Red fox scavenging in London at nightJamie Hall

In 2011, the wildlife biologist Justin Brashares and his students set up a series of camera traps in and around Ruaha National Park in southern Tanzania. They were studying the effects of human activities on antelope reproduction, but their cameras soon revealed an odd and far more obvious pattern. While the antelope inside the park were active during the day, those outside the park, closer to human settlements, were active primarily at night—even though lions, which prey on antelope both inside and outside the park, typically hunt at night. The contrast in behavior was so stark that when Brashares and one of his students looked at a plot of the data, they laughed in disbelief. When faced with a choice between humans and lions, it appeared, antelope preferred to tangle with lions, and they were going nocturnal to do so.  

Brashares, a professor at the University of California at Berkeley, wondered if other animal species were shifting their daily schedules in response to humans. Over the next few years, he and his students analyzed more than six dozen studies of 62 mammal species, ranging in size from opossums to elephants. The results, published on Thursday in the journal Science, suggest that the pattern Brashares documented in Tanzania is part of a much larger phenomenon: On every continent save Antarctica, humans are forcing other animals to work the night shift.

Kaitlyn Gaynor, the lead author of the study and a doctoral student of Brashares, says she and her co-authors expected that animals directly persecuted by humans would shift their daily schedules more dramatically than those who simply lived alongside people. But hiking and other such “non-lethal” activities appeared to trigger just as much nocturnal behavior as intensive hunting, with human activities increasing nocturnality by an average of more than 30 percent overall. “What shocked us was the consistency of the effect,” Gaynor says. “They perceive a threat, even when there is no threat.”

Fallow deer emerge onto a London street after things have quieted down. (Jamie Hall)

This may sound like a prudent strategy, and in the short term, it may benefit everyone. Species that can’t avoid sharing space with humans may still be able to avoid sharing time, reducing the risk of disease transmission or dangerous run-ins for both parties. In Nepal, for instance, tigers have reached at least a temporary détente with humans by shifting toward nocturnality in areas where people farm and forage; in the Santa Cruz Mountains of California, coyotes keep the peace with hikers and bikers by hunting more often at night.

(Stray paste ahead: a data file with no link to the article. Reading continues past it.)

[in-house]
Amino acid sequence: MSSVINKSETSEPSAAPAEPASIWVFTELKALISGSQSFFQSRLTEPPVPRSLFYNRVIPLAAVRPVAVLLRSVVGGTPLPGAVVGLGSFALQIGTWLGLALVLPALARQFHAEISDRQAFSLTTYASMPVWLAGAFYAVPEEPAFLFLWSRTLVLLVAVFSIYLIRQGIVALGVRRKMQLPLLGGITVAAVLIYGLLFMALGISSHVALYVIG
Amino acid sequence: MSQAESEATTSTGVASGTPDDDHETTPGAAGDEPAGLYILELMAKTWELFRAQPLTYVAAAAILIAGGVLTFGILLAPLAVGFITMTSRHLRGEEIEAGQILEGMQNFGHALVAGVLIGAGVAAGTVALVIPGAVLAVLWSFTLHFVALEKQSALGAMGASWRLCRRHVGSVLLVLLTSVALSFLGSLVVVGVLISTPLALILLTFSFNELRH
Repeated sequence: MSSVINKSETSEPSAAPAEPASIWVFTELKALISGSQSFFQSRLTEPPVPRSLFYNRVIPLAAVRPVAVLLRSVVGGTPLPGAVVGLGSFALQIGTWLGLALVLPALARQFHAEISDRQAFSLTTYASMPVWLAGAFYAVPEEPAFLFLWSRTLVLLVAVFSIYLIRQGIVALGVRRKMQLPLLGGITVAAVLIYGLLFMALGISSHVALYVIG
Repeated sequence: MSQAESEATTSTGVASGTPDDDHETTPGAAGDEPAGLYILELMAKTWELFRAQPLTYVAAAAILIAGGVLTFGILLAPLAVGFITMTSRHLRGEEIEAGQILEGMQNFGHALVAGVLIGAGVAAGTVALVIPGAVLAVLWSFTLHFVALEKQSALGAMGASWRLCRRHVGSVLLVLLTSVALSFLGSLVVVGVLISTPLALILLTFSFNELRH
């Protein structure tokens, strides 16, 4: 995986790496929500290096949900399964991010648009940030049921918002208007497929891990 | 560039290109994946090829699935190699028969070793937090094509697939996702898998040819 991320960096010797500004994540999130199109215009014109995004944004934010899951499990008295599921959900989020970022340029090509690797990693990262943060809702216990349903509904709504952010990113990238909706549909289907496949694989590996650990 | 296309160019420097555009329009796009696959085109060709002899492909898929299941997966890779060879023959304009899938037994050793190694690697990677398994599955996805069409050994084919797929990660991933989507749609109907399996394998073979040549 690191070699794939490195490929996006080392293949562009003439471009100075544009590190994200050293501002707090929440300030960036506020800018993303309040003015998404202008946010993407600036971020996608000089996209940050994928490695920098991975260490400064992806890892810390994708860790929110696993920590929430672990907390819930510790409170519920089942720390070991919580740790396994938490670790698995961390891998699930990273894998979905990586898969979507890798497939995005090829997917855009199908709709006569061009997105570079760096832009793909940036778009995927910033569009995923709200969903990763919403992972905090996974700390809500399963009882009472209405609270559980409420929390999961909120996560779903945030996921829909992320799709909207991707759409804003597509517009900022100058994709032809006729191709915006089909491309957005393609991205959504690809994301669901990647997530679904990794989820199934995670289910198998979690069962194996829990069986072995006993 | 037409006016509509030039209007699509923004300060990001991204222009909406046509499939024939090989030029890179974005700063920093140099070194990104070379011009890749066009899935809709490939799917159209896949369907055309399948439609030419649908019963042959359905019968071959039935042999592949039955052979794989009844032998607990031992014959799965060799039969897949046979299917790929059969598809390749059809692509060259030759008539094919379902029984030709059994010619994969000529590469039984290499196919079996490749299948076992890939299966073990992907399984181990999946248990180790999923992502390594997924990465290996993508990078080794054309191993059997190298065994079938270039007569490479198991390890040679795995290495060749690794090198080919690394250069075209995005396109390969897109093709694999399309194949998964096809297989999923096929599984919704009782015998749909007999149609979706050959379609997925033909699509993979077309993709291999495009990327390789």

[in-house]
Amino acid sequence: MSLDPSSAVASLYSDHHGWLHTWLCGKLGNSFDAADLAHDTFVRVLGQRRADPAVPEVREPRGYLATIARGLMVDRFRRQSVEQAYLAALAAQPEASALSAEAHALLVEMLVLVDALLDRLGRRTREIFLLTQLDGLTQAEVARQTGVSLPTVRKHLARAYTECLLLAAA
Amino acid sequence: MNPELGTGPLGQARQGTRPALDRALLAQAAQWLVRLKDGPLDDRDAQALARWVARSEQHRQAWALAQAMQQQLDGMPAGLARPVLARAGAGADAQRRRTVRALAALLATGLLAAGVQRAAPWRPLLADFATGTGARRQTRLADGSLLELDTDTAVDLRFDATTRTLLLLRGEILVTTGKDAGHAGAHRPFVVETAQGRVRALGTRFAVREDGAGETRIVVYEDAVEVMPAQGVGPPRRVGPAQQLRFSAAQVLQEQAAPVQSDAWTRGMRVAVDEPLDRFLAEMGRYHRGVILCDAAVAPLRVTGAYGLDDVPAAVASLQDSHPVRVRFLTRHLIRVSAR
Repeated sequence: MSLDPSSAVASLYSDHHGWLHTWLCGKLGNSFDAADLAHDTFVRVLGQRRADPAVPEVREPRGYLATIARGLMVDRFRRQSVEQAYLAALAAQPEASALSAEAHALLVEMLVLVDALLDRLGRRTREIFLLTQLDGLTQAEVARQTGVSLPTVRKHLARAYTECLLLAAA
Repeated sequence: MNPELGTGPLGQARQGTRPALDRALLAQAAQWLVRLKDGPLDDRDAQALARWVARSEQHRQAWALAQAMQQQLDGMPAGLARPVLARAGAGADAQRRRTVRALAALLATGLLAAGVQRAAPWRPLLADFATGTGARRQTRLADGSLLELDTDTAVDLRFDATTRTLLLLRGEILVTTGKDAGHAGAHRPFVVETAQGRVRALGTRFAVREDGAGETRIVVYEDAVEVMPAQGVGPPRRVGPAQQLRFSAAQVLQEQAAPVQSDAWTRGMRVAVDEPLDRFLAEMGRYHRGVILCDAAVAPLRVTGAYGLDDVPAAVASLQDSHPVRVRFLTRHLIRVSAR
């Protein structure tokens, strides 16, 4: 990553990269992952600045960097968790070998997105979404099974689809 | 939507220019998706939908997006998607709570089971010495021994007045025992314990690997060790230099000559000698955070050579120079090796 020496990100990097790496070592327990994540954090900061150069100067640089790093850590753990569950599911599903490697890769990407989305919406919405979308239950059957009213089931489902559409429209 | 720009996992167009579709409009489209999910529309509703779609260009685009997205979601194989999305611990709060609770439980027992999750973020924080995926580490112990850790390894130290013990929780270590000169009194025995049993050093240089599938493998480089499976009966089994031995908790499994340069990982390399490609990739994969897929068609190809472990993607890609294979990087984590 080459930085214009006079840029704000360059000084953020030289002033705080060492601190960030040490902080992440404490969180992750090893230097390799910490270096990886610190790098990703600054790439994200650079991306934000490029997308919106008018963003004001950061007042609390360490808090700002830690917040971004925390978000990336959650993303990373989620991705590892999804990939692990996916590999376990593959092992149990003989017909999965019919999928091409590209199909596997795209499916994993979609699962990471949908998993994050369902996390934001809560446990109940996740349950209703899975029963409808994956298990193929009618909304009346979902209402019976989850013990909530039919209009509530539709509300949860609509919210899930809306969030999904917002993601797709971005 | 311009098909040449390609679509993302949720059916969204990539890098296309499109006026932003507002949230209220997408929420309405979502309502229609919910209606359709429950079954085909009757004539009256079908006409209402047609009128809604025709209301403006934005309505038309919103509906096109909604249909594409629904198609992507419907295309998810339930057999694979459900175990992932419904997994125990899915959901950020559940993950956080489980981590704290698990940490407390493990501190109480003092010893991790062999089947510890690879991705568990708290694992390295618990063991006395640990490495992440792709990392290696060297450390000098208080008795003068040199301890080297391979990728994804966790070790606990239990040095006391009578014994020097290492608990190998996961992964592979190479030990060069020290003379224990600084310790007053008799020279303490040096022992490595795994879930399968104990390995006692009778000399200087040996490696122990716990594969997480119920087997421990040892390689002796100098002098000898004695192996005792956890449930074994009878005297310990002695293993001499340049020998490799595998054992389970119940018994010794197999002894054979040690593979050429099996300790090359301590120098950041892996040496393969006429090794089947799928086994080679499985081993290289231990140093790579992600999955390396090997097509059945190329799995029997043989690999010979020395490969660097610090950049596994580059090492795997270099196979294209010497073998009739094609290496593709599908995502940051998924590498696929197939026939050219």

But in the dark, these species face new risks. Because they can’t see as well or move as fast at night, it’s often harder for them to find food and water and defend themselves. And like the antelope in Ruaha National Park, whose avoidance of humans places them in the path of hungry lions, species that shift their schedules may face new predators or competitors long accustomed to the darkness. Even if such stresses don’t kill the animals outright, they can chisel away at populations by shortening lifespans or depressing reproduction—and they can alter relationships among species throughout the food web, with unpredictable consequences.

Wild Boars look for food in Barcelona, Spain. (Geslin Laurent)

Coexistence between humans and predators such as tigers and wolves has become something of a buzzword in conservation circles, especially in the developing world; conservation groups often promote coexistence in hopes of expanding wildlife habitat beyond dedicated reserves while still meeting basic human needs. Brashares, who has worked in Africa for many years, has supported coexistence as a conservation strategy, and still sees it as an important path forward. He emphasizes, however, that easing direct conflicts between humans and animals is only a first step. “We should be careful not to confuse co-occurrence or co-persistence with coexistence,” he says. “Just because humans are living with animals doesn’t mean that either is doing particularly well.”

Ironically, our earliest mammalian ancestors may have gambled on nocturnality, too. They are thought to be among the few to make it through the so-called “nocturnal bottleneck,” surviving the Mesozoic by ceding daytime to the dinosaurs. In their case, the risky shift to nocturnality paid off: They successfully avoided one set of super-predators—and gave rise to another.

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